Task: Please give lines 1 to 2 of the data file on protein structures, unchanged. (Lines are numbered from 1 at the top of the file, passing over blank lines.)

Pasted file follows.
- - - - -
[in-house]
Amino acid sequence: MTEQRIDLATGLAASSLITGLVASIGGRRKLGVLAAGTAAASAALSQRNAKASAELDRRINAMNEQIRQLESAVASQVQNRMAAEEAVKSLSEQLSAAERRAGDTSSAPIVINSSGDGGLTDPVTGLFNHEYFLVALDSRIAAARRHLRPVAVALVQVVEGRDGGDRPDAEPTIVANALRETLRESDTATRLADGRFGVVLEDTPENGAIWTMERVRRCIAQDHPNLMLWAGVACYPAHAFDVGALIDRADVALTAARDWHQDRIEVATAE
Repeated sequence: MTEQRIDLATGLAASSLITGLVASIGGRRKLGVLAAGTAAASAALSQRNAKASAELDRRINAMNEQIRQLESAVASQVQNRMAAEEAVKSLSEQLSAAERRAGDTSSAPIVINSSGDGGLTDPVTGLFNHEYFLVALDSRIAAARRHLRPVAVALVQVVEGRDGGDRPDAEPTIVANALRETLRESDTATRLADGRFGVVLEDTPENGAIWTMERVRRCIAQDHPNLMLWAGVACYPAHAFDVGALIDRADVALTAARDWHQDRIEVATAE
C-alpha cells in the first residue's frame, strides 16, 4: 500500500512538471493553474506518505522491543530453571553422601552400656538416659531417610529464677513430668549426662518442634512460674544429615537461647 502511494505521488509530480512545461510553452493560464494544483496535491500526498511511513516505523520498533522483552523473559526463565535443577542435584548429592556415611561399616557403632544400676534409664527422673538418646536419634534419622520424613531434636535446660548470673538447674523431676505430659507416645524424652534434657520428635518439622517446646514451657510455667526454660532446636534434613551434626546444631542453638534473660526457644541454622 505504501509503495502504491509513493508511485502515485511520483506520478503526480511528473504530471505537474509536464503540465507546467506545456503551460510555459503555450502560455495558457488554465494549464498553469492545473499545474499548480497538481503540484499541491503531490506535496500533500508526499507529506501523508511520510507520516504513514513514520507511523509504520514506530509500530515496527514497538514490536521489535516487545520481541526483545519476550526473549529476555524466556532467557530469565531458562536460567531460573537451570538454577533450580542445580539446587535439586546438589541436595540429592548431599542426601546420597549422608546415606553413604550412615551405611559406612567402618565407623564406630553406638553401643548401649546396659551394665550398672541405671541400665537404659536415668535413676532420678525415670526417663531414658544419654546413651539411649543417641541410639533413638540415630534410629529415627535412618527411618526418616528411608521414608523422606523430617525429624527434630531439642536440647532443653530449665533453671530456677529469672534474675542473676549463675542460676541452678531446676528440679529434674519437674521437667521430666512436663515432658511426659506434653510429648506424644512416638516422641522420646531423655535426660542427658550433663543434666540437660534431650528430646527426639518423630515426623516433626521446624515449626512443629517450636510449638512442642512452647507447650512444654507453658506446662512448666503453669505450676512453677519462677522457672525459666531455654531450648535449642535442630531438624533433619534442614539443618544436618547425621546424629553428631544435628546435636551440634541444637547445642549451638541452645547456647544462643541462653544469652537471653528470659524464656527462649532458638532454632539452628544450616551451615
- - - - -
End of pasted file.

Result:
[in-house]
Amino acid sequence: MTEQRIDLATGLAASSLITGLVASIGGRRKLGVLAAGTAAASAALSQRNAKASAELDRRINAMNEQIRQLESAVASQVQNRMAAEEAVKSLSEQLSAAERRAGDTSSAPIVINSSGDGGLTDPVTGLFNHEYFLVALDSRIAAARRHLRPVAVALVQVVEGRDGGDRPDAEPTIVANALRETLRESDTATRLADGRFGVVLEDTPENGAIWTMERVRRCIAQDHPNLMLWAGVACYPAHAFDVGALIDRADVALTAARDWHQDRIEVATAE